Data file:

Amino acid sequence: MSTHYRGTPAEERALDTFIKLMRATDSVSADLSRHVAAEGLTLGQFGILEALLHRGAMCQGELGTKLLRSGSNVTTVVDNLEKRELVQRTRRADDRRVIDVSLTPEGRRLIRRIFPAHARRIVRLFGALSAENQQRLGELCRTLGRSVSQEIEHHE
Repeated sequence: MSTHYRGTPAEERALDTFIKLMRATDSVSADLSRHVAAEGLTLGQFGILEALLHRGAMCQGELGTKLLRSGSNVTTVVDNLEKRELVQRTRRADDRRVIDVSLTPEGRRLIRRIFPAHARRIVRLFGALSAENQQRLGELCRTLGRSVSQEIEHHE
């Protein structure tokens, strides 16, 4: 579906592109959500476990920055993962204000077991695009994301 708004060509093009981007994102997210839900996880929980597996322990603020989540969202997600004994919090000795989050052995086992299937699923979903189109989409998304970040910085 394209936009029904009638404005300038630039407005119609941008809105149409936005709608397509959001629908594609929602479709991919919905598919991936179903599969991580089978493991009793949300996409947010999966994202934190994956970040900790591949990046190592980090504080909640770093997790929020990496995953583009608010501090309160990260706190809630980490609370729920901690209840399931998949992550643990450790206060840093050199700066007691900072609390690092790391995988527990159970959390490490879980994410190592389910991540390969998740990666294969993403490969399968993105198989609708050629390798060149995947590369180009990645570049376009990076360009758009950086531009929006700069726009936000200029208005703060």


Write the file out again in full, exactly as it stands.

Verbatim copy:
Amino acid sequence: MSTHYRGTPAEERALDTFIKLMRATDSVSADLSRHVAAEGLTLGQFGILEALLHRGAMCQGELGTKLLRSGSNVTTVVDNLEKRELVQRTRRADDRRVIDVSLTPEGRRLIRRIFPAHARRIVRLFGALSAENQQRLGELCRTLGRSVSQEIEHHE
Repeated sequence: MSTHYRGTPAEERALDTFIKLMRATDSVSADLSRHVAAEGLTLGQFGILEALLHRGAMCQGELGTKLLRSGSNVTTVVDNLEKRELVQRTRRADDRRVIDVSLTPEGRRLIRRIFPAHARRIVRLFGALSAENQQRLGELCRTLGRSVSQEIEHHE
């Protein structure tokens, strides 16, 4: 579906592109959500476990920055993962204000077991695009994301 708004060509093009981007994102997210839900996880929980597996322990603020989540969202997600004994919090000795989050052995086992299937699923979903189109989409998304970040910085 394209936009029904009638404005300038630039407005119609941008809105149409936005709608397509959001629908594609929602479709991919919905598919991936179903599969991580089978493991009793949300996409947010999966994202934190994956970040900790591949990046190592980090504080909640770093997790929020990496995953583009608010501090309160990260706190809630980490609370729920901690209840399931998949992550643990450790206060840093050199700066007691900072609390690092790391995988527990159970959390490490879980994410190592389910991540390969998740990666294969993403490969399968993105198989609708050629390798060149995947590369180009990645570049376009990076360009758009950086531009929006700069726009936000200029208005703060």